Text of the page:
ROCKINGHAM — The Richmond County Planning and Zoning Board of Adjustment on Tuesday approved a conditional use permit for the construction of a Family Dollar retail store in East Rockingham.
County planner James Armstrong presented the plan, submitted last month by Durban Development, for an 8,300 square foot building located at the intersection of Airport Road and Entwistle Street. The plan also outlines a 27-space parking lot.
Armstrong said that the N.C. Department of Transportation is working with the developer to establish access to the property from Airport Road. Construction will also include an extension of city sewer lines from the opposite side of Airport Road.
“We have been working with the city’s sewer and utility correspondent and the sewer that we are installing is bringing it closer to Airport Road and it is in the location of some of the future plans that they have for the public utilities,” said Jason Mathis, Durban Development’s representative at the hearing.
Use as a retail store is classified as an acceptable conditional use in the neighborhood’s village residential zoning.
Following a five-minute public hearing, during which two neighborhood residents posed questions regarding the ability of neighboring homeowners to tie into the concurrent sewer extension and privacy buffer between the store and nearby homes, the board unanimously approved the conditional use permit.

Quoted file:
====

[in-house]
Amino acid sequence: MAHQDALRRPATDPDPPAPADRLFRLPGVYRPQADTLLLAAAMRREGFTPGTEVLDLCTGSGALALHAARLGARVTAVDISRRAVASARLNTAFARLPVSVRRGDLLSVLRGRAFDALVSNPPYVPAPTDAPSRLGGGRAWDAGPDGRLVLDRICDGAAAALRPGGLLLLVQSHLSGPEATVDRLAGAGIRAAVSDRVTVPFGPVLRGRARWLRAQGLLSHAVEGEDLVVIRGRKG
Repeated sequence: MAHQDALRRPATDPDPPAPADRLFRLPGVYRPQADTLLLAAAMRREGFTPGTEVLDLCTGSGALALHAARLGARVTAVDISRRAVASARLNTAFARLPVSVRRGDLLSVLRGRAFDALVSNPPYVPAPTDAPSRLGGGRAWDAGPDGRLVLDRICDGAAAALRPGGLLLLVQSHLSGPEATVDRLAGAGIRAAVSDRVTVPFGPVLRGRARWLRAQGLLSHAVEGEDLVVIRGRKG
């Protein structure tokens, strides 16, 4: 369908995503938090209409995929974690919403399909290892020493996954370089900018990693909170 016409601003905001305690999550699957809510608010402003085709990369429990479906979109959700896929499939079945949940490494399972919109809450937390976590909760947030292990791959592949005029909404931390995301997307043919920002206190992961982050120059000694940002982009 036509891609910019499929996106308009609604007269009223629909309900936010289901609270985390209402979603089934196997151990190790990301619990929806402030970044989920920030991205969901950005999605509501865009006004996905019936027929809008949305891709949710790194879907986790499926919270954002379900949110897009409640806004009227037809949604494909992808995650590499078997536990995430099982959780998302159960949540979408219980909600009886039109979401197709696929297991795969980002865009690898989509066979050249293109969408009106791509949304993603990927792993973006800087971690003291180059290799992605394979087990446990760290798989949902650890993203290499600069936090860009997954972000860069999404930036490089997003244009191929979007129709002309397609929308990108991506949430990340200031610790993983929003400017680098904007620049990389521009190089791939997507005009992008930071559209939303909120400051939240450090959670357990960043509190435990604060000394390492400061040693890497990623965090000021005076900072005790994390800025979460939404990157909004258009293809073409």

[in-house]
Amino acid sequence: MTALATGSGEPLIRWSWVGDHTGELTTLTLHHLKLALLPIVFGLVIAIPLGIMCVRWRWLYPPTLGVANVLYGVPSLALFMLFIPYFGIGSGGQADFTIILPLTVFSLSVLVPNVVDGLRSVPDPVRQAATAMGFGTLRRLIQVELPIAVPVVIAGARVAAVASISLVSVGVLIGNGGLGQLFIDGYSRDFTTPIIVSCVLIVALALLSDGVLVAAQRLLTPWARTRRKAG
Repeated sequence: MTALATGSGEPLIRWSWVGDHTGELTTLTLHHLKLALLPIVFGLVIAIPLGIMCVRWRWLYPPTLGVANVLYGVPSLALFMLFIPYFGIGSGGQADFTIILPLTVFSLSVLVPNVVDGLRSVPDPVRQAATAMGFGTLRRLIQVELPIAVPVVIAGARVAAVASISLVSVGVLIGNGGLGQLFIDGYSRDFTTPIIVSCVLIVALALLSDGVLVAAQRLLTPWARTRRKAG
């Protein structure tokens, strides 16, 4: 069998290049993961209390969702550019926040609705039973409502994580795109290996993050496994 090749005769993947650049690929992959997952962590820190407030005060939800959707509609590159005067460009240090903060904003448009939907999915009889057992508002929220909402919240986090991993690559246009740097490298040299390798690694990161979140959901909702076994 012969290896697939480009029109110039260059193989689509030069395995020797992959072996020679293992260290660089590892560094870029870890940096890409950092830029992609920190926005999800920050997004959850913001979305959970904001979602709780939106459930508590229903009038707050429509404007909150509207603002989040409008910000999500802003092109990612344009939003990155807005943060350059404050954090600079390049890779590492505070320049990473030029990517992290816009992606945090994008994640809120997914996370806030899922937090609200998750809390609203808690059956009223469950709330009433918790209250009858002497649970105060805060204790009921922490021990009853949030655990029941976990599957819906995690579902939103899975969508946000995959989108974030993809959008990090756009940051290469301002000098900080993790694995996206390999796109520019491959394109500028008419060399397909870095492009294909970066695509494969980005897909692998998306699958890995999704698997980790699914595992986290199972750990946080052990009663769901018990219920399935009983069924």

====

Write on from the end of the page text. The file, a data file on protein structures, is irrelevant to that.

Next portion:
One neighbor said after the vote that the store could make life difficult for those living adjacent to it.
“I think it’s going to be too close, it’s not going to give us hardly any room to get in or out,” said Brenda Barnes, of Airport Road.
Mathis said construction is scheduled to begin next spring and should take about five months. The store is expected to employ seven to 10 people.
In other business, the board approved a request made by the county to rezone its current waste transfer station, a 103-acre tract on Walter Kelly Drive, from rural residential to light industrial in accordance with its present use.
The property is the site of the former Richmond County landfill. Armstrong said that as the county applies for grants to improve the site, zoning is taken into consideration and the facility’s current use is considered legal but non-conforming.
“Back in 2003 this board considered this and said that they would take into consideration existing uses and this happened to fall through the cracks,” he said.